I guess I’m a little more understanding of the saints and monks who want to escape from this. I, too, want relief.

Plain English

I found this pretty inspiring. I believe Naomi Wolf had a similar exhortation in one of her books. Laws should be in plain English or have a plain English translation. It’s time to kill the priestly caste and open up government to the people.

Here’s a web site with some stuff I want to explore:

I don’t want to become part of a movement, though. I don’t want to change the world. I don’t want to change the nation. I just want to see if this is possible in my home town.

Virtue and Happiness and House

I don’t want to get too snooty, but I found the last episode of House interesting from a philosophical perspective. Even if we don’t have a tradition of belief in karma in the West, there’s still Aristotle saying that virtue leads to happiness. So House has been becoming more virtuous this season, but it hasn’t made him any happier. In fact, after all that work, he’s being abandoned. What’s the point of reaching out?

I’m kind of surprised at how counterintuitive this feels because that the universe isn’t fair (even a fictional one) shouldn’t be counterintuitive at all.

Ugh, I’m too tired to make sense.

The Incentives of Capitalism

I wish I lived in the magical libertarian world where markets are efficient and the best product won. Unfortunately, capitalism doesn’t work that way. The incentives aren’t there for companies to provide what’s best.

Let’s look at television. If life were perfect, Arrested Development, one of the best television shows ever, would still be on (or have reached its natural end), and Two and a Half Men would have been aborted before it ever saw the light of day. Okay, I’m being too harsh on a mediocre sitcom, but bear with me. I don’t want to argue over specific shows or why specific shows fail. I do want to say that the incentives aren’t there to produce the best television show you can. Television doesn’t exist to serve you TV shows; television exists to serve you advertisements. So, the incentives are to make shows that advertisers will pay the most to be on, not make shows that people will love. Your eyeballs matter, but your brains don’t. Attention isn’t measured by quality; it’s measured by quantity.

Let’s look at talk radio — specifically, politically-oriented shows. The incentives aren’t there to provide quality content that changes America for the better. The talk radio host needs ears, needs to be exciting, so that people listen, and so that advertisers buy ads. The world revolves around advertisers. Glenn Beck’s show need not have any mooring in reality. He doesn’t have to be genuine. He just needs to say what makes him money. There are no incentives to produce better citizens or better laws; the incentive is there to produce better advertisers — and whatever gets you book deals and tours, etc.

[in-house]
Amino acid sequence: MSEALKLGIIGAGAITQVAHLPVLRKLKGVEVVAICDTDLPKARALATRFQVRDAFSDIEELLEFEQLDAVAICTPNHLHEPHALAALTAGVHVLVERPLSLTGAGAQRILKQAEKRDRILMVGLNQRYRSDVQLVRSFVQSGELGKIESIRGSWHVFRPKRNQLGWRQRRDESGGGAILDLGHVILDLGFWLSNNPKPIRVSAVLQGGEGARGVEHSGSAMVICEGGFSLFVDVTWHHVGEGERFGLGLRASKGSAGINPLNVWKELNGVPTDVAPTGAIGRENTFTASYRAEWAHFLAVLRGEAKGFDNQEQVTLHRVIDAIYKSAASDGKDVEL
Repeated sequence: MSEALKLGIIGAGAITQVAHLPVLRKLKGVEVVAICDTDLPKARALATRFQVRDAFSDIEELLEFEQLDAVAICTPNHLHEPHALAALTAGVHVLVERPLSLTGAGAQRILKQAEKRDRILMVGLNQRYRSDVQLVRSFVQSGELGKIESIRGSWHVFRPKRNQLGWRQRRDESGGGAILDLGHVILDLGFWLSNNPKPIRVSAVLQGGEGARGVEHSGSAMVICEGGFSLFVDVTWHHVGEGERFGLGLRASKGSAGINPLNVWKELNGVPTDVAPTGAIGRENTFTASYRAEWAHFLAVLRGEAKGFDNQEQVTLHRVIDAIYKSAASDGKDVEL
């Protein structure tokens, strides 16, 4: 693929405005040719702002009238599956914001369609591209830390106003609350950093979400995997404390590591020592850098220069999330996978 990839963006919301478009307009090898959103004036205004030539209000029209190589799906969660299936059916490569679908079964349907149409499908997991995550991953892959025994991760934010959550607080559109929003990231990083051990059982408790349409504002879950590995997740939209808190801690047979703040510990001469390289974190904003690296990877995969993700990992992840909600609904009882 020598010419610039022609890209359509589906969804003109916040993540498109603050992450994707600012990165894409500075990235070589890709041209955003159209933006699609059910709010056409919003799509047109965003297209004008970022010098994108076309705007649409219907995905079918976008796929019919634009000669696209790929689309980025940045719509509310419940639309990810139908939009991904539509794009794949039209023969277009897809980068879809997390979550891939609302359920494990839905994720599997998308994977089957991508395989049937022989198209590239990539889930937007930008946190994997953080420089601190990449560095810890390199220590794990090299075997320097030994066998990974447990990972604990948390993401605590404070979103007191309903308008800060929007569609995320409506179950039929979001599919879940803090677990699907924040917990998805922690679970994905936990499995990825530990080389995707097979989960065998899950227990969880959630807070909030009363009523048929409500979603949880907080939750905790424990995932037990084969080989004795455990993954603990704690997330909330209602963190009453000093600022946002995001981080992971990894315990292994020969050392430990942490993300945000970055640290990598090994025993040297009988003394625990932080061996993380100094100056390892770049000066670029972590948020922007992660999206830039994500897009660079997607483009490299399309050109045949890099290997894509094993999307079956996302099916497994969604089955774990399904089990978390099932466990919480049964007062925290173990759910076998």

Let’s look at social media. Facebook isn’t about sharing with your friends; it’s about sharing your information with marketers. All this talk about changing social norms is bullshit. Privacy gets in the way of sharing your data with marketers. Facebook solely exists to serve you ads so Mr. Zuckerburg can get his money. As with TV, the quality of your attention doesn’t matter. They want pageviews, and a pageview doesn’t care about you as a person. Facebook didn’t introduce “Like” for the universe because they wanted something great for its users. They don’t give a shit about their users. They want you to like things so they have lots and lots of data for advertisers to mine.

This all leads me to what I really wanted to write about, which is web standards. Sachin seems to be arguing that web standards should be abandoned and we should have an all-out browser war: “Browsers should innovate as fast as possible, adding additional functionality without concern about the other browsers out there.” He argues that this would lead to innovation. These are the supposed results of such a browser war:

  1. Greater innovation in browsers and the web platform as a whole.
  2. Each browser will become its own platform, with varying application support.
  3. Users will choose browsers that run the applications they care about. Browsers with poor application support will die.
  4. Developers will no longer worry about running on every browser. The goal will be to create the best experience on one browser.

Keep in mind what happened last time we had a browser war. IE won. Microsoft fucked us in the ass for years. In fact, I’m working at a large company where I have to support IE6 for my web development. I’m still getting fucked in the ass by IE6. Who says competition would lead us to greater innovation? The incentive is to beat down the competitors. While fantastic innovation that helps the user is one way to do that, it certainly isn’t the only way to crush your competition. And once you have a large enough market share, you don’t have to improve your product anymore. The natural tendency of capitalism is to produce monopolies and oligopolies. Capitalism won’t necessarily produce innovation.